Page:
Incidentally, where I post from and at what time is not relevant to anyone but the most paranoid of troublemakers who wish to imply sinister connections but have no evidence of such. In fact, that’s probably the defining personality of your average conspiracy theory nutter.


  139. I repeat to the cloth eared Aussie. I am not a Muslim.

  140. Ba'al Zevul (Sure 'Nuff 'n Yes I do)

    6 Jun, 2014 - 8:44 am

    …I felt the splutter from here.

    Rose, that was probably the most graceful response (well, ok, not that bit) I have had on this blog. Thank you.

  141. Ba'al Zevul (Sure 'Nuff 'n Yes I do)

    6 Jun, 2014 - 10:04 am

    Further to 05/06, 3.58 pm

    The report got the name wrong (of the Prime Minister’s Trade Envoy for Azerbaijan, Kazakhstan and Turkmenistan ), and I unthinkingly reproduced it. He is Charles Hendry, not Hendricks, Tory MP for Wealden. After his spell as energy minister his fingers remain firmly jammed in the energy pie:

    Charles Hendry, who worked in David Cameron’s administration until 2012, is being paid £60,000 a year as a “consultant” to Vitol, a massive oil trader which has a long-term supply contract with Rosneft, the Russian state-owned energy giant.

    The job will earn the MP for Wealdon almost as much as his parliamentary salary despite taking him just one-and-a-half days a month.

    Slightly more acceptably, but probably mopping up government subsidies –

    His views on fracking are equivocal – which is probably wise given that Wealden covers a potential shale gas field

  142. doug scorgie

    6 Jun, 2014 - 10:40 am

    Resident Dissident
    5 Jun, 2014 – 9:45 pm

    “I clearly see the overall responsibility for the conflict in Eastern Ukraine as lying with Putin and his wish for Ukraine to be his client state…”

    What evidence do you have for that ResDis?

    “…that doesn’t mean that I immediately leap to view that those opposing Putin and Russia’s interference in Ukraine are not capable of committing unjustified acts of violence…”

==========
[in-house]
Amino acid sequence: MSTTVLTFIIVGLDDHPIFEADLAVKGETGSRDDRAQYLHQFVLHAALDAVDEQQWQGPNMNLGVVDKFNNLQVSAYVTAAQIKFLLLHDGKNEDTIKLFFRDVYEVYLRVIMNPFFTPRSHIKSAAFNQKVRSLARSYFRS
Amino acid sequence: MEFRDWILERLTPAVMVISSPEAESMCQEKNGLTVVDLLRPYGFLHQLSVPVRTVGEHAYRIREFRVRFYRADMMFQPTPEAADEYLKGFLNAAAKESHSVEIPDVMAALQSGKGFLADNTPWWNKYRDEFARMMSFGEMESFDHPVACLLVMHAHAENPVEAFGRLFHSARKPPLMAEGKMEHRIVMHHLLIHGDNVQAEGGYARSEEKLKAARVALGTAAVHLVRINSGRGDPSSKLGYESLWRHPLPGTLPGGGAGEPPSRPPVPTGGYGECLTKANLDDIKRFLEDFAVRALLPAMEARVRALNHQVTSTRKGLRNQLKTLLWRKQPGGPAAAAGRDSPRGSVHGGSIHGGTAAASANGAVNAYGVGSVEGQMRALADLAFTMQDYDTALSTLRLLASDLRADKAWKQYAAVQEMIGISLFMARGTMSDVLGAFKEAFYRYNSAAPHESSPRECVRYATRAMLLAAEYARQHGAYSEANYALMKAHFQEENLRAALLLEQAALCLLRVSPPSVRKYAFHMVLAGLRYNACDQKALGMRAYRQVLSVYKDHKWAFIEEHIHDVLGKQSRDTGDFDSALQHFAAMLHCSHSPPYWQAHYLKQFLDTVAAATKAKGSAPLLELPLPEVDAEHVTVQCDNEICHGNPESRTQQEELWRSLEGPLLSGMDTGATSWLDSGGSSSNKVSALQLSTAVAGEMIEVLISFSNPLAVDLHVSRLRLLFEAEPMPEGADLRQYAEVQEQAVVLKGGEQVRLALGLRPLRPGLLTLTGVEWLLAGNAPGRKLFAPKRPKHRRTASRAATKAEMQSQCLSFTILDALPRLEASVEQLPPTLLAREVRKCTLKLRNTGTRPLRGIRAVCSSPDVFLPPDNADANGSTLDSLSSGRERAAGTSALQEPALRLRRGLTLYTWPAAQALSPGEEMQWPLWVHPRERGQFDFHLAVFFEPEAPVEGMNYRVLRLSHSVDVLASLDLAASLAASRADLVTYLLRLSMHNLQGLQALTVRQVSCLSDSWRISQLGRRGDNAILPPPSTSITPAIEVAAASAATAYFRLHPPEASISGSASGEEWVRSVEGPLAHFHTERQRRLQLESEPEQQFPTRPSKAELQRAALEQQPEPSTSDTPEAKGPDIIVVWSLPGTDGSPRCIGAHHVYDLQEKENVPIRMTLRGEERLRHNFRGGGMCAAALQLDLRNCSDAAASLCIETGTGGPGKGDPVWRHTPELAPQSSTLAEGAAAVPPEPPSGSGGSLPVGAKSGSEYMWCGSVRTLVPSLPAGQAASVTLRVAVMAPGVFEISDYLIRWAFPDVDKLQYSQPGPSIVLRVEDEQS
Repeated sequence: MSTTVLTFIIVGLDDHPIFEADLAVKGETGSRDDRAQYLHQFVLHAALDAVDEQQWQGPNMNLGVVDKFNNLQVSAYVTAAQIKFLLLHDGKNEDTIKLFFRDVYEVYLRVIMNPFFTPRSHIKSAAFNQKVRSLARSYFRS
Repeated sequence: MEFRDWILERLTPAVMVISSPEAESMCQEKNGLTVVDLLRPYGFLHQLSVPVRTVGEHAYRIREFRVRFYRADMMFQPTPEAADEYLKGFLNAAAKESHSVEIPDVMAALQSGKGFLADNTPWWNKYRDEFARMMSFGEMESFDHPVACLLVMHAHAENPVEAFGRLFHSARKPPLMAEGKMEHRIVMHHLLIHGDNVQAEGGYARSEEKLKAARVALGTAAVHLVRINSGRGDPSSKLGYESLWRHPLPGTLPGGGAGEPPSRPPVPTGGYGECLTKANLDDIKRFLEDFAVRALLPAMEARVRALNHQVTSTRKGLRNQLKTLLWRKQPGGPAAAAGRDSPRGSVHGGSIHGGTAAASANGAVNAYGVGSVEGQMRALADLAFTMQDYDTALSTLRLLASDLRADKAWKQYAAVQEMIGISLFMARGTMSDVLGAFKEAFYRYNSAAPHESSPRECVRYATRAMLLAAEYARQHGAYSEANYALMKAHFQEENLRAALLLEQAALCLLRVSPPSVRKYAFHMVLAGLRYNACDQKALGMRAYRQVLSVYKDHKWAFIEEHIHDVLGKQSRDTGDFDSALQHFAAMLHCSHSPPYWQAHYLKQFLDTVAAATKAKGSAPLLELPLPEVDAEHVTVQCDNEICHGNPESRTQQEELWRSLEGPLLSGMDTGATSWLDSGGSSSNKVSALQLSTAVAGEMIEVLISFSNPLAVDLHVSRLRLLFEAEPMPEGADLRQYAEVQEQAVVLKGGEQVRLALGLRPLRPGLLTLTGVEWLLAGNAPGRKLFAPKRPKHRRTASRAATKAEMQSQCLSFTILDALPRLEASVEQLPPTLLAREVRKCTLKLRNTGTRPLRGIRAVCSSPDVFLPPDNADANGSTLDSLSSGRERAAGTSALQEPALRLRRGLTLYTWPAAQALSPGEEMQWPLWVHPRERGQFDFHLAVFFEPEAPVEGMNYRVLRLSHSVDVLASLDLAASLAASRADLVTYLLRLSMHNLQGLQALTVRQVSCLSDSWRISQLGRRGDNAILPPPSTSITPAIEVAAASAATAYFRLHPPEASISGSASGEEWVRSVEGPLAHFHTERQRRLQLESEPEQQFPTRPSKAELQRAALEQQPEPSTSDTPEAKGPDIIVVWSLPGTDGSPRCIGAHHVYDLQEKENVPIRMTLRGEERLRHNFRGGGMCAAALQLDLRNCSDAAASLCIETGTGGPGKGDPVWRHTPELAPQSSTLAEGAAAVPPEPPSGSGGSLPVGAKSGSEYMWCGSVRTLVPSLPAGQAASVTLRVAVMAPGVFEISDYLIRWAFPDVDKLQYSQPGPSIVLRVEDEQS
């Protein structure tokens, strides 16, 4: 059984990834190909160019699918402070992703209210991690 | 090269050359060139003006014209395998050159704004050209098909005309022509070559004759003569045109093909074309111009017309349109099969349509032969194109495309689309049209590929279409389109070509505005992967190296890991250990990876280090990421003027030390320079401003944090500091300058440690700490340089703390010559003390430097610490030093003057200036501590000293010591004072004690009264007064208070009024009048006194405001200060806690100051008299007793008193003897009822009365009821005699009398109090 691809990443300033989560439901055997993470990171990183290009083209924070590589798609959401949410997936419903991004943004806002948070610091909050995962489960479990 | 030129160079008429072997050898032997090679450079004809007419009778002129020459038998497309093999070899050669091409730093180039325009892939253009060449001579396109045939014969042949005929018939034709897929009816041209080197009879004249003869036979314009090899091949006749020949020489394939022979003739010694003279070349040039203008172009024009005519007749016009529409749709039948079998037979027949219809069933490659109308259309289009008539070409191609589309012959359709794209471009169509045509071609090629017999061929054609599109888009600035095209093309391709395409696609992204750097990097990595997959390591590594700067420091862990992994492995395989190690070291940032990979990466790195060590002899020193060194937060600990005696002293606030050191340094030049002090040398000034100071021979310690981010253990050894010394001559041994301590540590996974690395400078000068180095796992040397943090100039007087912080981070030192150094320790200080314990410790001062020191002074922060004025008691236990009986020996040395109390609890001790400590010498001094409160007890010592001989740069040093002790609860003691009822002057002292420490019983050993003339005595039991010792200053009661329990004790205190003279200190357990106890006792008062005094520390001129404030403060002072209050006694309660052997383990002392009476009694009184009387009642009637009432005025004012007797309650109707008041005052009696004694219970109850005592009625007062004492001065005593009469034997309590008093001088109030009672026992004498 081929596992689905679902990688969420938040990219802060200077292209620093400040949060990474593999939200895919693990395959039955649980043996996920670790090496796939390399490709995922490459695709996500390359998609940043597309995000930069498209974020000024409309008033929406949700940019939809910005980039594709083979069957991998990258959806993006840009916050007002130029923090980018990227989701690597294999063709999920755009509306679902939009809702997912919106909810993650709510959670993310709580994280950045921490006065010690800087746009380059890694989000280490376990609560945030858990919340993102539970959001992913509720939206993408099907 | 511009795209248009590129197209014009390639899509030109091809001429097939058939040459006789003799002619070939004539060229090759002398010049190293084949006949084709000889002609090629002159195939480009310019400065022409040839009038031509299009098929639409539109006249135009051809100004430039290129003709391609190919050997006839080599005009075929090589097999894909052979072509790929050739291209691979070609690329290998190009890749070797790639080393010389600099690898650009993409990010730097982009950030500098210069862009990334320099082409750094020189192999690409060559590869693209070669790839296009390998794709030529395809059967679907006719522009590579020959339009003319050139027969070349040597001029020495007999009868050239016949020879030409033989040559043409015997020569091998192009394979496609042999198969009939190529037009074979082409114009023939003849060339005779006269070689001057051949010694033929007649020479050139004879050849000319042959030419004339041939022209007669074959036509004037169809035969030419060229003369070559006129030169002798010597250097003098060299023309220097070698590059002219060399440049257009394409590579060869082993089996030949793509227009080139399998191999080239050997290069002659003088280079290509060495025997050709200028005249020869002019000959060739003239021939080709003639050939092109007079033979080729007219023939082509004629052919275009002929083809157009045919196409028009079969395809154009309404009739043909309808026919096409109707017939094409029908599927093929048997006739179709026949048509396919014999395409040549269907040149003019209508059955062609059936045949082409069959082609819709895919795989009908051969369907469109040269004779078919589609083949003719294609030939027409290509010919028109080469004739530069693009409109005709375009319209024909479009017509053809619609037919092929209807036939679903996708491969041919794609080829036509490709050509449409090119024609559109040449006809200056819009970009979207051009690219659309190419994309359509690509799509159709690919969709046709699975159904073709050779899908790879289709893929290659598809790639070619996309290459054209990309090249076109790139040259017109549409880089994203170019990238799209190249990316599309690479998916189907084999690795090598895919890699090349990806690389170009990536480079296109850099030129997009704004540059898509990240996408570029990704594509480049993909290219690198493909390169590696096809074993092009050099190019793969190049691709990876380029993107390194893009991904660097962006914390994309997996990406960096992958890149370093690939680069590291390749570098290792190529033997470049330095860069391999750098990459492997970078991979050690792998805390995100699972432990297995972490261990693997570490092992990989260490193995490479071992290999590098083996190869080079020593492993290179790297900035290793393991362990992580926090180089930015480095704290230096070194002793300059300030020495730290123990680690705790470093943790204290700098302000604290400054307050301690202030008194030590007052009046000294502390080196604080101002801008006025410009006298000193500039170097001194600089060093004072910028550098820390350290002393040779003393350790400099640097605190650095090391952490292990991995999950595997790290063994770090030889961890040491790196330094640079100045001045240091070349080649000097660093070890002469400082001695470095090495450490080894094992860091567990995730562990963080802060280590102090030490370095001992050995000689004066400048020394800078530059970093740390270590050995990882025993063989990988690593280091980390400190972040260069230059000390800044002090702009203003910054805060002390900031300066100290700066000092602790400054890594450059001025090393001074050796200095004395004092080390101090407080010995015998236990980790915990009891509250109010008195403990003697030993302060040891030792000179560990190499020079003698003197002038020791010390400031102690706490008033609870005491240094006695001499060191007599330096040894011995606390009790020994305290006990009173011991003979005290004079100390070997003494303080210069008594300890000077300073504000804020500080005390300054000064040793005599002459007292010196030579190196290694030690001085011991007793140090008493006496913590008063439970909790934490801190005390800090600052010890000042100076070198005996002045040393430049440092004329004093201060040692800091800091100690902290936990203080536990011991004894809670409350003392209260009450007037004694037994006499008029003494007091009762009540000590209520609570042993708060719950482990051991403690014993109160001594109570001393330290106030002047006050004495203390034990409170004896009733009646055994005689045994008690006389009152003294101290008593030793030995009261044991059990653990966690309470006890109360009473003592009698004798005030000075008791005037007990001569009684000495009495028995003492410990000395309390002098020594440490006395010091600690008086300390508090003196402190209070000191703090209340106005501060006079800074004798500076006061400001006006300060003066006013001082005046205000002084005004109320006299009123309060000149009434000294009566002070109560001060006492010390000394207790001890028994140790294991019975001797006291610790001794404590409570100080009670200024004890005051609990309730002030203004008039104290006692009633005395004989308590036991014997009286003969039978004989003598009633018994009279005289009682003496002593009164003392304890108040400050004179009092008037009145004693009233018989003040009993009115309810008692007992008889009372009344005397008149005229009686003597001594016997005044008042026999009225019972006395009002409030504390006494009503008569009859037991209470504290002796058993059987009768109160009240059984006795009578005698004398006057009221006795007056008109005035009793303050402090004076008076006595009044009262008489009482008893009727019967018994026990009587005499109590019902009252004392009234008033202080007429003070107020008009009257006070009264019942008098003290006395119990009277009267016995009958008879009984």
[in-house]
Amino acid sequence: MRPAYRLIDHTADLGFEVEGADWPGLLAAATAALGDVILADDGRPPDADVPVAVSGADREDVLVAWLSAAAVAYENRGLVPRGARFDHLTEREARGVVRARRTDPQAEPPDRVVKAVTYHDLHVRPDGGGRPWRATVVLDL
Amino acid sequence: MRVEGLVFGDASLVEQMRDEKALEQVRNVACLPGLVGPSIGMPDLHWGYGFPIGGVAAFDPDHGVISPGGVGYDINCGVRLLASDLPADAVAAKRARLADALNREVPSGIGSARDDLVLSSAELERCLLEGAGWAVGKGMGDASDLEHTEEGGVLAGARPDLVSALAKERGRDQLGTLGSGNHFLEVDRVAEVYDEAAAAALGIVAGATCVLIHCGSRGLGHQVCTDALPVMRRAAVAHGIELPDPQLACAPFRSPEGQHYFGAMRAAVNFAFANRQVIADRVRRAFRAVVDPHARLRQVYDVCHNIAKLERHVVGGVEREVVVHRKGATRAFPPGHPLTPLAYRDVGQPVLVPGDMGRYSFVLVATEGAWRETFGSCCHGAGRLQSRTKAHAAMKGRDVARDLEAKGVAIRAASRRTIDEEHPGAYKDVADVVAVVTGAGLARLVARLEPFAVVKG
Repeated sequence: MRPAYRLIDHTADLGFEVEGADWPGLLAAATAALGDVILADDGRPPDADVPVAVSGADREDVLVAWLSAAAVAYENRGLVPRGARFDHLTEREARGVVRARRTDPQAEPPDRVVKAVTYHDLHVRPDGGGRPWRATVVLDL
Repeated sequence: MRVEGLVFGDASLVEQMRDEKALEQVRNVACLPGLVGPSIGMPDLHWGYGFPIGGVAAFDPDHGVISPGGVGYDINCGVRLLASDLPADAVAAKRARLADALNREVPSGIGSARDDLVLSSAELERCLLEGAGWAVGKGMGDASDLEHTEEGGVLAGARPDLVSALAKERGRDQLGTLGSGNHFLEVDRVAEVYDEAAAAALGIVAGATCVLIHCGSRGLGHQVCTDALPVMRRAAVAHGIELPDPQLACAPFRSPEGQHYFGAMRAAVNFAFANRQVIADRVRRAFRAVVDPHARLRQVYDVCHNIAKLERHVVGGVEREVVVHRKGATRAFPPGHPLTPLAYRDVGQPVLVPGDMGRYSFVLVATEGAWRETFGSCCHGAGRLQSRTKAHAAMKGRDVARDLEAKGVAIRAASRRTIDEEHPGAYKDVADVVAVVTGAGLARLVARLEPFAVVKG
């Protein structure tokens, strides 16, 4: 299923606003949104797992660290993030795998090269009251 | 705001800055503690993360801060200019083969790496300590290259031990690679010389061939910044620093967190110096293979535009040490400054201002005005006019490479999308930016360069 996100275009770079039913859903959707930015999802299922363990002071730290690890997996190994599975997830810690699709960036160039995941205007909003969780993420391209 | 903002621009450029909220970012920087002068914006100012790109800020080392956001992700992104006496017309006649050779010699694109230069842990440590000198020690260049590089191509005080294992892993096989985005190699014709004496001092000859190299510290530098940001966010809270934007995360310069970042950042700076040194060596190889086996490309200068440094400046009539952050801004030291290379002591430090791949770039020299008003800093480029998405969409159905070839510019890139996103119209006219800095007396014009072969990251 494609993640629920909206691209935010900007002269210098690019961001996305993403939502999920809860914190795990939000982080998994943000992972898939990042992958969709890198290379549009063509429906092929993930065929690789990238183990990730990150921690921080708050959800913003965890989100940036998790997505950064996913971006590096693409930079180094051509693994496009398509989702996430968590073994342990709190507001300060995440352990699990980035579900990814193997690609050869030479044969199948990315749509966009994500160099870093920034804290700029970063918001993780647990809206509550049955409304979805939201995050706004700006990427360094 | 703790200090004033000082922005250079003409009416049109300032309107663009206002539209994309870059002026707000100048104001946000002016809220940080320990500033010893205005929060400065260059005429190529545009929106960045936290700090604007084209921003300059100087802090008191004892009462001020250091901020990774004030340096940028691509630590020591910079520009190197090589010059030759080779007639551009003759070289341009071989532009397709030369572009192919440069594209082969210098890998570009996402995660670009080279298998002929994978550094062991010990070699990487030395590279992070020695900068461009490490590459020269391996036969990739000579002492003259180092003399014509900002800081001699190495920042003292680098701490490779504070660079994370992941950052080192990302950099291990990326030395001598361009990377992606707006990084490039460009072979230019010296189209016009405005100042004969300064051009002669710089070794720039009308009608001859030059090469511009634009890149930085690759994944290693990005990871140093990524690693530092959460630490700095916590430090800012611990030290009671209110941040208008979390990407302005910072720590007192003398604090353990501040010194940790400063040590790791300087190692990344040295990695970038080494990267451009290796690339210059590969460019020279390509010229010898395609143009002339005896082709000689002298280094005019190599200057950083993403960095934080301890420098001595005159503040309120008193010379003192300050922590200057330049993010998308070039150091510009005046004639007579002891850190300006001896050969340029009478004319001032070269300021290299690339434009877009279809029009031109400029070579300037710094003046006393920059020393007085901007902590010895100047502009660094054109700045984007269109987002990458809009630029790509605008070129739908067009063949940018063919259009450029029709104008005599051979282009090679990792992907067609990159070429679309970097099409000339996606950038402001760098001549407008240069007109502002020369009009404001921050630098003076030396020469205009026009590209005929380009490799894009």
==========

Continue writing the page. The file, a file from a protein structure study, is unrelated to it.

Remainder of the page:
Russia’s interference in Ukraine ResDis?

    So you didn’t see the EU and US interference in Ukraine before the crisis unfolded?

    The Ukraine military have been bombing unarmed civilians, is that not a war crime?

    You are wilfully blind ResDis.

  143. President Putin plays a blinder. Agent Cameron and Obomber will not like it one bit.

    Russia never annexed Crimea, no plans to intervene in Ukraine, it’s a Western delusion – Putin


    6 Jun, 2014 - 4:21 pm

    RD; The UN recommends an immediate and transparent investigation into the calamity in Odessa. (pg 4 item iv)

    Can you think why Kyev has not already done so? Perhaps such findings would be untoward.

  145. Resident Dissident

    6 Jun, 2014 - 8:45 pm

    “What evidence do you have for that ResDis?”

    The lack of evidence with regard to violence in Eastern Ukraine before the little green men started to arrive. I did ask if there was any – and none has been forthcoming and you employ your usual diversionary tactics.

    “Russia’s interference in Ukraine ResDis?”

    And I’m the one being accused of being wilfully blind!

  146. Resident Dissident

    6 Jun, 2014 - 8:54 pm

    Can you think why Kyev has not already done so? Perhaps such findings would be untoward.


    Remember Mr Goss going on about how the Ukrainian Govt wasn’t having an enquiry into the EuroMaidan shootings before the enquiry reported.

    Of course in la-la land enquiries are only legitimate once they have reported and supported your prejudice.


    6 Jun, 2014 - 9:59 pm

    RD; HRW suggested Kyev should investigate, and followed up with this letter today.

    “I am writing to raise issues relating to the conduct of military operations in southeastern Ukraine in light of the growing number of credible reports regarding Ukrainian forces’ use of mortars and other weapons in and around populated areas, and the recent intensifying of hostilities between Ukrainian forces and armed insurgent groups‎. While we have not been in a position to investigate the most recent hostilities or many of the incidents reported in the press in the past week, our researchers did investigate two apparent mortar attacks in residential areas while on a field mission in Donetsk region between May 19 and May 26″

    ‘Both sides do it” but could not confirm outgoing mortars, only direct hits on structures fired by Ukrainian forces; (yeah a couple of witnesses stated insurgents had mortars, but use of same was not evidenced). HRW had a tether on objectivity for the sake of objectivity, I think.